"The leak rate is still stable and well below the design specifications for the station."
Plugging the Hole
There's a hole on the International Space Station, allowing air to leak out — and NASA is still having trouble tracking it down.
The situation isn't nearly as dire as it sounds. In fact, the leak was first spotted almost exactly a year ago, as Business Insider reports. But finding it has dragged on, and on, and on.
No Reason to Worry
A bit of air leaking out the space station is to be expected, NASA says, and requires occasional top ups from nitrogen tanks delivered on cargo resupply missions to the station.
On August 20, NASA released a statement about an ongoing investigation into the small air leak, taking pains to note that the three current crew members weren't in immediate danger. Yet the three were asked to spend a weekend inside the Russian segment of the station as scientists back on Earth tried to track down the source of the leak.
By August 24, the situation hadn't changed. The crew had to spend another night in the Russian segment, according to NASA.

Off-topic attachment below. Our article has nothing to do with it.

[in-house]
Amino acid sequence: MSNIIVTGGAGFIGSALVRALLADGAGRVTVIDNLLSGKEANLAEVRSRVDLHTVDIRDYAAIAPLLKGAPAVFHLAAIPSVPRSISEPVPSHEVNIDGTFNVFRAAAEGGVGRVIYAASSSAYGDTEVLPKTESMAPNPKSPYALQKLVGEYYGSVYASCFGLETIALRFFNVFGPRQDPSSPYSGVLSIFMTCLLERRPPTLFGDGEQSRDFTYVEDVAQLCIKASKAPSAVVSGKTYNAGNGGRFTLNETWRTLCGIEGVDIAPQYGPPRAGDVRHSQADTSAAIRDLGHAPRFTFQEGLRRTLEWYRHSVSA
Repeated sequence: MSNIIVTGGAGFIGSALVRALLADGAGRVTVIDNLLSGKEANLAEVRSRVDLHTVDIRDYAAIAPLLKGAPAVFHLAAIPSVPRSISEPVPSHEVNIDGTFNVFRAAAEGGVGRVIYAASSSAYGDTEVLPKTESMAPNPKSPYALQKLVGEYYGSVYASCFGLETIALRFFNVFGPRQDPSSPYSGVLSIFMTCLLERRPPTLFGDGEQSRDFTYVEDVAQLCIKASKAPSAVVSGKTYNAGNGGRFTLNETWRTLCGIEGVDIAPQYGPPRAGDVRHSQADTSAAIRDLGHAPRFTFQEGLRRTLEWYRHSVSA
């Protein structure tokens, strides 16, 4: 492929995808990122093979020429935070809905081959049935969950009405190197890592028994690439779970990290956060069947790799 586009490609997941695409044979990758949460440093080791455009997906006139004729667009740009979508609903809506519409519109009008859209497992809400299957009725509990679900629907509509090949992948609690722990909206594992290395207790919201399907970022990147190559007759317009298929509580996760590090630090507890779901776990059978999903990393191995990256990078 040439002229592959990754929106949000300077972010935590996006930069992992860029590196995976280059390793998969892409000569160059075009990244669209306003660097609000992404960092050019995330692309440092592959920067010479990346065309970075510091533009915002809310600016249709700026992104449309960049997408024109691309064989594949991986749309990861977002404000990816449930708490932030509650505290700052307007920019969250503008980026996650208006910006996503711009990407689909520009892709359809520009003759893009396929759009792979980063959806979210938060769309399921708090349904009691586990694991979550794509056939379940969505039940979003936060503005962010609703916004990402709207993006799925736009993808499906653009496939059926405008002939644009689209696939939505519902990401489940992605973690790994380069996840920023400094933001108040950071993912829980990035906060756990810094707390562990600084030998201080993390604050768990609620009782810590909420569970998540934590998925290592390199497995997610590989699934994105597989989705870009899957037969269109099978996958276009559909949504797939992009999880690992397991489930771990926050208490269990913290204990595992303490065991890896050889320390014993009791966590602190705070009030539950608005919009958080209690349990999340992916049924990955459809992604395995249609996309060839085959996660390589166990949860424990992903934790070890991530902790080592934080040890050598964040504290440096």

Now, September has rolled around and NASA still hasn't located the source of the leak.
Data is still being collected about the leak, as NASA spokesman Daniel Huot told Business Insider on Tuesday, adding that teams on the ground should complete their review "in the coming days."
"The leak rate is still stable and well below the design specifications for the station and presents no concern for crew or vehicle safety," Huot added.
READ MORE: The ISS Is Still Leaking Air, And The Hunt For a Hole Is Taking Longer Than Expected [Business Insider]
More on the leak: NASA Still Hasn't Found the Damn Leak on the ISS